Speech - National Health Amendment (Pharmaceutical Benefits) Bill

  • Media Release

16 July 2014

It is with regret that I speak today on the National Health Amendment (Pharmaceuticals Benefits) Bill 2014, the regret being that the increased cost of pharmaceuticals is expected to cost Australians more than $1.3 billion over the next four years. 

This bill increases the Pharmaceutical Benefits Scheme's co-payment for general patients by $5 to $42.70 and for concessional patients by 80c to $6.90 from 1 January 2015. It also increases the concessional PBS safety net threshold by two prescriptions per year and the general safety net threshold by 10 per cent for every year for four years from 2015 to 2018. These extra charges are in addition to the usual increases of CPI and indexation.

As I said at the outset, the bill is expected to cost Australians more than $1.3 billion over the next four years. Labor will oppose this $1.3 billion tax increase on medicines because it will hurt every Australian. Every pensioner, every parent, everyone unemployed, every low-income earner, people with disability, our veterans—no-one escapes this tax. It is yet another impost that this Abbott Liberal government is putting on the cost of living of every Australian. We know that people are already deferring the purchase of prescriptions and some are not having them filled at all. That is not something this government wants to talk about, yet it is the brutal reality for so many people already struggling to make ends meet.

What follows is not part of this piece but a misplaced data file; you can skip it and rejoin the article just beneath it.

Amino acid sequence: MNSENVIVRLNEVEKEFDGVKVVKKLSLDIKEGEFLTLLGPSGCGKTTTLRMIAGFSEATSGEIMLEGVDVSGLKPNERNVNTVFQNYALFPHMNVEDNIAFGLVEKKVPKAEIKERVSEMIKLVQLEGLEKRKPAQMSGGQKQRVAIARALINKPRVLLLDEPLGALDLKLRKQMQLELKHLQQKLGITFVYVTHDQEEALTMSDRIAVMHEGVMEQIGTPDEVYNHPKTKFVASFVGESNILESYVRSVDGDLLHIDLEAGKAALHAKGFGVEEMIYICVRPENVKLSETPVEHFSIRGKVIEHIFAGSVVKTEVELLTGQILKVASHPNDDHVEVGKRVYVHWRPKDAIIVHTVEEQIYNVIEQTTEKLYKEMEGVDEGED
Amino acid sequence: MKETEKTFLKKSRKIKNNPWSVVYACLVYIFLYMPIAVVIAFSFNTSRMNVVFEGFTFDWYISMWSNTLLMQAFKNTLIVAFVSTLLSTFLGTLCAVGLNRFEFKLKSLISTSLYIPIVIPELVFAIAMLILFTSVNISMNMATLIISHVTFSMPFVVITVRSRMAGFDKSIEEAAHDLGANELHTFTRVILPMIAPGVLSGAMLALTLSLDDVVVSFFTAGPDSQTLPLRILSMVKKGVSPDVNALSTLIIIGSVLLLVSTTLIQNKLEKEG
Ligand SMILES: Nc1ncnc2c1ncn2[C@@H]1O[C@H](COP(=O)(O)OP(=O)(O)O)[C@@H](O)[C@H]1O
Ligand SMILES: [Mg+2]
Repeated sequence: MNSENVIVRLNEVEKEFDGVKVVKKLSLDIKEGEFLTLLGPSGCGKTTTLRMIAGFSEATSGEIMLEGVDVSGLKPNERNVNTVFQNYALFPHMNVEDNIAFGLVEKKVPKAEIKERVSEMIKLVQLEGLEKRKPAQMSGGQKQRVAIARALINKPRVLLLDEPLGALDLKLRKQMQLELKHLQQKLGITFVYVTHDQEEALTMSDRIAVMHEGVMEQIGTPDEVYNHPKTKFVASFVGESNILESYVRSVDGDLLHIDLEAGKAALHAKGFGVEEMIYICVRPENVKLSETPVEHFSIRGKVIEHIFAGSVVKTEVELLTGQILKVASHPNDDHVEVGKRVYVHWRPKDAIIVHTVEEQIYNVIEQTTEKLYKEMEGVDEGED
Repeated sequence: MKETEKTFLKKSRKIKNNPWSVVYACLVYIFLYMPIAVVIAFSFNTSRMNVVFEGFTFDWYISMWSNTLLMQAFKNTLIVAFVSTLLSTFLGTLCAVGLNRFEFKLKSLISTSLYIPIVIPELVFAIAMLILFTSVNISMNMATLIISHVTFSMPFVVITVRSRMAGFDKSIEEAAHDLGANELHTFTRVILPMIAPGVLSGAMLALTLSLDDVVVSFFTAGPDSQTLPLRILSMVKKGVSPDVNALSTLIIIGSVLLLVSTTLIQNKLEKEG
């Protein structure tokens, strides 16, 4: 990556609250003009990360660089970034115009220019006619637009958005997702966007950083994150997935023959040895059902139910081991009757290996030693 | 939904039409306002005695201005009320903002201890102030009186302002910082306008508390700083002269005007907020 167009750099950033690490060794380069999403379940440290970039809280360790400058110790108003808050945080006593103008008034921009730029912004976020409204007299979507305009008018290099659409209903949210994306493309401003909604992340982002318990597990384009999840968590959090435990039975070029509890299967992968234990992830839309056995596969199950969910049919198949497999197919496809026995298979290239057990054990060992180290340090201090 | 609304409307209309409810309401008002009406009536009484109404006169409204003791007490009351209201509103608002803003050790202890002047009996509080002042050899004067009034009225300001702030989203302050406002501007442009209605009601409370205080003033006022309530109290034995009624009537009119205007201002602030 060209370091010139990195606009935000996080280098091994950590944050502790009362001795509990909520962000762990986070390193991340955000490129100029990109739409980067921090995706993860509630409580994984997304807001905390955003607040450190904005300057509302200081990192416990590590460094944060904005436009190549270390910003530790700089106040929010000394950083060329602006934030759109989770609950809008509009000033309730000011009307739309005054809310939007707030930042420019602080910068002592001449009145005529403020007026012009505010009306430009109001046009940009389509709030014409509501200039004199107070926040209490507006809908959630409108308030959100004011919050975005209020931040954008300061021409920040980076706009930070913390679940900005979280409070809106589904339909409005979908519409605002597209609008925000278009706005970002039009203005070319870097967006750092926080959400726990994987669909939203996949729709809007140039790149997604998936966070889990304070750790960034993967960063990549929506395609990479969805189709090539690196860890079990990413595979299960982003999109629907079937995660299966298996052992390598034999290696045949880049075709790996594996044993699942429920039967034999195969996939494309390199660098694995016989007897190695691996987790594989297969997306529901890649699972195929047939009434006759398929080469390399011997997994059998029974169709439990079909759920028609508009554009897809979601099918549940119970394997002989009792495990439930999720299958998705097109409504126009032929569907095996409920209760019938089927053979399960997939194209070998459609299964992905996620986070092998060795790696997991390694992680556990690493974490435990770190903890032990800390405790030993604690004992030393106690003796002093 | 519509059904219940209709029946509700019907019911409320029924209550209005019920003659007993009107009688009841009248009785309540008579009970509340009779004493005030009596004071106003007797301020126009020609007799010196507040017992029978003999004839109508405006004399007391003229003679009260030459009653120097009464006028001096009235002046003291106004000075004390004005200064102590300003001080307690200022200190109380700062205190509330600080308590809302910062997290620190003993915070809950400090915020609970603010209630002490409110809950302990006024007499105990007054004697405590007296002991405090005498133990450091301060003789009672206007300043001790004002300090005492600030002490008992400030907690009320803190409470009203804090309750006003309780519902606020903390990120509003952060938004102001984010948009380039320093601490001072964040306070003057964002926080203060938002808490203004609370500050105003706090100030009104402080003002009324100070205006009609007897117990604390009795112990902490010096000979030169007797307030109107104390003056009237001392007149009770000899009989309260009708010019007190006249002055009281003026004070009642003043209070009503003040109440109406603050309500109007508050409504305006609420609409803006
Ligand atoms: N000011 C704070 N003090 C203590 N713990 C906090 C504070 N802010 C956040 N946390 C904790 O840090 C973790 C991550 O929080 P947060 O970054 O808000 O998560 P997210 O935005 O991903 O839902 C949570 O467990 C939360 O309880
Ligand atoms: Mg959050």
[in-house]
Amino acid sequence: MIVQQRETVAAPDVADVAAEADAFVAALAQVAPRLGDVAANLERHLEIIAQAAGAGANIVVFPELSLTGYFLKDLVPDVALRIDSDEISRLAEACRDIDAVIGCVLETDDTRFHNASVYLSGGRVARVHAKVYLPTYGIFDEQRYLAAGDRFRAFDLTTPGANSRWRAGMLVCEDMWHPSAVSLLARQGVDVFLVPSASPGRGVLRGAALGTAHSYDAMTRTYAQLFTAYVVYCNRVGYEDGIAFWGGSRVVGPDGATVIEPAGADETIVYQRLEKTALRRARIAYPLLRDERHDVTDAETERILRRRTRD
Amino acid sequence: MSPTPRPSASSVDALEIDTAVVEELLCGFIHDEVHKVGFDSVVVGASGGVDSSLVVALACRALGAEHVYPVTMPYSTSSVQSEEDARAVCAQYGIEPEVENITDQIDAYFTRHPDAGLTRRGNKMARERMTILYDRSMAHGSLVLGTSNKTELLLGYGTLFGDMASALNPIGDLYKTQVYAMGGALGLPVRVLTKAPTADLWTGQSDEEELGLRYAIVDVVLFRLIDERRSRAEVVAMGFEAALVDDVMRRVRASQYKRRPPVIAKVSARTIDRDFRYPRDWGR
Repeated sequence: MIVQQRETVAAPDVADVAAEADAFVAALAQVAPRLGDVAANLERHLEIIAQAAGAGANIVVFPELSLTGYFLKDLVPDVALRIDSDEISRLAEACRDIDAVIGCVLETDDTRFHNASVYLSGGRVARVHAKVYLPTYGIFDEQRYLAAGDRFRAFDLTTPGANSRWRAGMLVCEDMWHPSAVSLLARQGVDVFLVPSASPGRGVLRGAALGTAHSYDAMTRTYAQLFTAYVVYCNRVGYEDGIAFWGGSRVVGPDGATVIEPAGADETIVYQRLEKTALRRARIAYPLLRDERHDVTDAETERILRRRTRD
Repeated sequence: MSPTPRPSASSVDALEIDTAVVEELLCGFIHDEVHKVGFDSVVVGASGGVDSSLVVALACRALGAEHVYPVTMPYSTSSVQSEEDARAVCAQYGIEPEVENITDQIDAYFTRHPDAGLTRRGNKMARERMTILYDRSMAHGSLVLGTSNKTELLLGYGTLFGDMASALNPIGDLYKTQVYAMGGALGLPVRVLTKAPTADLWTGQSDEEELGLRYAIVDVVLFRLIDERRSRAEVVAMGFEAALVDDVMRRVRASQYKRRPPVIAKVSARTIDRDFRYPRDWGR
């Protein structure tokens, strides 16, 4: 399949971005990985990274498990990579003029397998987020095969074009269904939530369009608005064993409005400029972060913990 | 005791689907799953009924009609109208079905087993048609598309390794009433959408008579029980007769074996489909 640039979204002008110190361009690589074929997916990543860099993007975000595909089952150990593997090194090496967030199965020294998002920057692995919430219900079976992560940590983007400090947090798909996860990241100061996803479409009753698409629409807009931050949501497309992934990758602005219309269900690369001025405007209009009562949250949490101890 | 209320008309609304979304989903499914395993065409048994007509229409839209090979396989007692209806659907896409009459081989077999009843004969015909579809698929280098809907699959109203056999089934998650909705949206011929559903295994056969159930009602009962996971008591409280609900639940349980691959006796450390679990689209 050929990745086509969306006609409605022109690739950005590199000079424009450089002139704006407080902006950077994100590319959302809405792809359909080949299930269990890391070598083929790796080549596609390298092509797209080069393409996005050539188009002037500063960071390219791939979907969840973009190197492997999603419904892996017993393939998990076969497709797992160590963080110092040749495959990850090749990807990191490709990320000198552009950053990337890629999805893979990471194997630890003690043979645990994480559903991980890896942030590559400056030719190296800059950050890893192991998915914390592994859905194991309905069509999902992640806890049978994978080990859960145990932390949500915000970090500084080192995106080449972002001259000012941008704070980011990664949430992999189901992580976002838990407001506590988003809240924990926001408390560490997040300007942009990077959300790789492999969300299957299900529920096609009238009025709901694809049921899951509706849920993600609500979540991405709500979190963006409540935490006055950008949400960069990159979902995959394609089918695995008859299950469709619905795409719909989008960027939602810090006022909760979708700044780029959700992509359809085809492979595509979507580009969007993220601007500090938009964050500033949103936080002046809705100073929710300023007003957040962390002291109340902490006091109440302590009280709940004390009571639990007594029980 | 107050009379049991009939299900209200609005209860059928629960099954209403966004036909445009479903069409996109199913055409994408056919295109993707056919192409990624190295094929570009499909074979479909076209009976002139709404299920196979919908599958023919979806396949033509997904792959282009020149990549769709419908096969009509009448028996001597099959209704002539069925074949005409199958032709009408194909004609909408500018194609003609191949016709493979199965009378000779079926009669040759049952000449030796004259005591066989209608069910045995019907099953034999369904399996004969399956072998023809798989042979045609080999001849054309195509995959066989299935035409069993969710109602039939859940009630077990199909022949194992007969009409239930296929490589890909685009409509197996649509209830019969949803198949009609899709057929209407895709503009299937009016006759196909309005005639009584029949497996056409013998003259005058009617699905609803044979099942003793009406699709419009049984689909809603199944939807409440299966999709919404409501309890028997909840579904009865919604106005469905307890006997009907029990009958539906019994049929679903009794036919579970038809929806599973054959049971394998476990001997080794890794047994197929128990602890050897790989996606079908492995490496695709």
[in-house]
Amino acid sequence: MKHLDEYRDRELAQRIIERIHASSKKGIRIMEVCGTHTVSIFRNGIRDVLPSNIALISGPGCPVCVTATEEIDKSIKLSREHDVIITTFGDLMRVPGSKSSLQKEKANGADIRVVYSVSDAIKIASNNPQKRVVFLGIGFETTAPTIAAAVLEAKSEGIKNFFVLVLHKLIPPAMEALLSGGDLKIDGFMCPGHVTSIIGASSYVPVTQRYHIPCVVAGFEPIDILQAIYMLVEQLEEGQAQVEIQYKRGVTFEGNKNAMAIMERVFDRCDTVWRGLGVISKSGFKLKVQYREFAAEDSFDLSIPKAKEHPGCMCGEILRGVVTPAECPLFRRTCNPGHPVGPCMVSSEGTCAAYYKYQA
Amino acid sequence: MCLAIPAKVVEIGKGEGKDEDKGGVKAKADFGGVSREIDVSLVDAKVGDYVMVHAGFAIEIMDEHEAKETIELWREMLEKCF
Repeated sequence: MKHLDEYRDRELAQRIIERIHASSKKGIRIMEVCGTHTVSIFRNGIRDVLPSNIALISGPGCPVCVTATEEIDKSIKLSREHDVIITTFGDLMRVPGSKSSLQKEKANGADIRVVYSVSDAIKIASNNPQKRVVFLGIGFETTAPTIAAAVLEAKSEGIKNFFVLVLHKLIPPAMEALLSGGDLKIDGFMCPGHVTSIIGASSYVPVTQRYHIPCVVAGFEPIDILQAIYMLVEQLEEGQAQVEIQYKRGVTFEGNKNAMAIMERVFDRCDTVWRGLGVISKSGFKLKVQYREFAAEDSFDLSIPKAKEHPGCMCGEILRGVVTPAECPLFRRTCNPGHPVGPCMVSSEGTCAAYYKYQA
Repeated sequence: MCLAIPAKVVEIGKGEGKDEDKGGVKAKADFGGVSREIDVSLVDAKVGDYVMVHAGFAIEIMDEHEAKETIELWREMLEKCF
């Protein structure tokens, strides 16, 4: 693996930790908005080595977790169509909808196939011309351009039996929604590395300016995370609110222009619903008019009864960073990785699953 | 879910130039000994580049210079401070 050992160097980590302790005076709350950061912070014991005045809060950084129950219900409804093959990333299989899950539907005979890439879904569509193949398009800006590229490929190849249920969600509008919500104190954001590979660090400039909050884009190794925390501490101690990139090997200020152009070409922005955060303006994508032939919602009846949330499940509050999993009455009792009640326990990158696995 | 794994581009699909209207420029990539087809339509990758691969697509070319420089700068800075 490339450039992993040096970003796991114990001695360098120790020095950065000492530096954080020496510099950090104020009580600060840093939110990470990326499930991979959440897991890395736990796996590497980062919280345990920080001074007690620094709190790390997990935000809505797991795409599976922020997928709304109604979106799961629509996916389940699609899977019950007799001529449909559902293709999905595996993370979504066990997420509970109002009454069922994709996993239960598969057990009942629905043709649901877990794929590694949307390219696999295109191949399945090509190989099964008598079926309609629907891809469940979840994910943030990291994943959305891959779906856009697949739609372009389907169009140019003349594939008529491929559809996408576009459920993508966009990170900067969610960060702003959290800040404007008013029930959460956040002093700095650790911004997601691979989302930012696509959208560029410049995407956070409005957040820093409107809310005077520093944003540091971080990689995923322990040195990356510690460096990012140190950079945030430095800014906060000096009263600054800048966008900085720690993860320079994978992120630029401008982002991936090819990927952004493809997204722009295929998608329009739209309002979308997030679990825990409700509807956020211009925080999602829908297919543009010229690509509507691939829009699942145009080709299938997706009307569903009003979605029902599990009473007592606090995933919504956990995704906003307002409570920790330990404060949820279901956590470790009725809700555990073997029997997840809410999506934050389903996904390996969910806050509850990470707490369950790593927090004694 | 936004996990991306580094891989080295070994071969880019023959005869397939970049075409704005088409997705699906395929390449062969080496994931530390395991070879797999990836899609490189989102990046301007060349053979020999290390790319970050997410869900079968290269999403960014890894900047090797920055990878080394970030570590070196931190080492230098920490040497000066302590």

I remind the House that prescriptions are for sick people who need help and need medicine now. The COAG Reform Council report produced in early June this year found that 8.5 per cent of people in the 2012-13 year delayed or did not have prescriptions filled due to cost. In disadvantaged areas, this figure rises to 12.14 per cent, while for Indigenous Australians it is an astounding 36.4 per cent. That 36.4 per cent of Indigenous Australians currently do not have prescriptions filled due to costs is truly alarming. That this bill seeks to increase these costs even further is beyond belief and highlights once again the poor choices and wrong priorities of the Abbott Liberal government. The recent COAG Reform Council report confirmed what many of us have suspected—that the health of Indigenous Australians continues to be poorer than the health of non-Indigenous Australians on most indicators. The council also reported that more than 12 per cent of Indigenous Australians delayed or cancelled a trip to the GP because of cost.